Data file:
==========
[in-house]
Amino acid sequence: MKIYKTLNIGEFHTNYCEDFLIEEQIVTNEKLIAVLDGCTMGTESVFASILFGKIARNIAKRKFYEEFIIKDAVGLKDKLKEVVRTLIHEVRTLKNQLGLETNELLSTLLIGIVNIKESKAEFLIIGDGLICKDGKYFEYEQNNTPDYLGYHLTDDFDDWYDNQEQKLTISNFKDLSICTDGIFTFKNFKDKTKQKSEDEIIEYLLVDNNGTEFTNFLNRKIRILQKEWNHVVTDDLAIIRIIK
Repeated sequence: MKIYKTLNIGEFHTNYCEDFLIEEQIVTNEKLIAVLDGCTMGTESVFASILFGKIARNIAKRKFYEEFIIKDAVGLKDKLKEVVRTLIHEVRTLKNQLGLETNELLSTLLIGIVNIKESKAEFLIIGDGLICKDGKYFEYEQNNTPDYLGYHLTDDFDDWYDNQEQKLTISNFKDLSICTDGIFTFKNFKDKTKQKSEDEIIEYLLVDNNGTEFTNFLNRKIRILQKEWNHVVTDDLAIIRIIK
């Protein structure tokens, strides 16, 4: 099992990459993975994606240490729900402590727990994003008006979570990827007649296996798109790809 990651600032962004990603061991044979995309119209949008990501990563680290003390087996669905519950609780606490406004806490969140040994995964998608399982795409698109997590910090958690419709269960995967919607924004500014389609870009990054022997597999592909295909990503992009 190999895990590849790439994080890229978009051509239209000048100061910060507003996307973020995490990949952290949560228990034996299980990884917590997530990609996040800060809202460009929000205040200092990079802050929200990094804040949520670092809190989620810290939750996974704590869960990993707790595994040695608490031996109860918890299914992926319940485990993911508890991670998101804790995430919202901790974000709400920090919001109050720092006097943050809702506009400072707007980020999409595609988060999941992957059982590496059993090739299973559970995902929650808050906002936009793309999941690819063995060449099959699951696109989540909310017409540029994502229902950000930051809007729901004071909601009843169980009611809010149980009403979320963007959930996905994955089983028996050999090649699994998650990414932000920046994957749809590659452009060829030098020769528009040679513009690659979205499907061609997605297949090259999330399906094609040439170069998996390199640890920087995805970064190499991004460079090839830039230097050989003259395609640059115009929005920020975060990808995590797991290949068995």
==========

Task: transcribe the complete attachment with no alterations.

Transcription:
[in-house]
Amino acid sequence: MKIYKTLNIGEFHTNYCEDFLIEEQIVTNEKLIAVLDGCTMGTESVFASILFGKIARNIAKRKFYEEFIIKDAVGLKDKLKEVVRTLIHEVRTLKNQLGLETNELLSTLLIGIVNIKESKAEFLIIGDGLICKDGKYFEYEQNNTPDYLGYHLTDDFDDWYDNQEQKLTISNFKDLSICTDGIFTFKNFKDKTKQKSEDEIIEYLLVDNNGTEFTNFLNRKIRILQKEWNHVVTDDLAIIRIIK
Repeated sequence: MKIYKTLNIGEFHTNYCEDFLIEEQIVTNEKLIAVLDGCTMGTESVFASILFGKIARNIAKRKFYEEFIIKDAVGLKDKLKEVVRTLIHEVRTLKNQLGLETNELLSTLLIGIVNIKESKAEFLIIGDGLICKDGKYFEYEQNNTPDYLGYHLTDDFDDWYDNQEQKLTISNFKDLSICTDGIFTFKNFKDKTKQKSEDEIIEYLLVDNNGTEFTNFLNRKIRILQKEWNHVVTDDLAIIRIIK
């Protein structure tokens, strides 16, 4: 099992990459993975994606240490729900402590727990994003008006979570990827007649296996798109790809 990651600032962004990603061991044979995309119209949008990501990563680290003390087996669905519950609780606490406004806490969140040994995964998608399982795409698109997590910090958690419709269960995967919607924004500014389609870009990054022997597999592909295909990503992009 190999895990590849790439994080890229978009051509239209000048100061910060507003996307973020995490990949952290949560228990034996299980990884917590997530990609996040800060809202460009929000205040200092990079802050929200990094804040949520670092809190989620810290939750996974704590869960990993707790595994040695608490031996109860918890299914992926319940485990993911508890991670998101804790995430919202901790974000709400920090919001109050720092006097943050809702506009400072707007980020999409595609988060999941992957059982590496059993090739299973559970995902929650808050906002936009793309999941690819063995060449099959699951696109989540909310017409540029994502229902950000930051809007729901004071909601009843169980009611809010149980009403979320963007959930996905994955089983028996050999090649699994998650990414932000920046994957749809590659452009060829030098020769528009040679513009690659979205499907061609997605297949090259999330399906094609040439170069998996390199640890920087995805970064190499991004460079090839830039230097050989003259395609640059115009929005920020975060990808995590797991290949068995």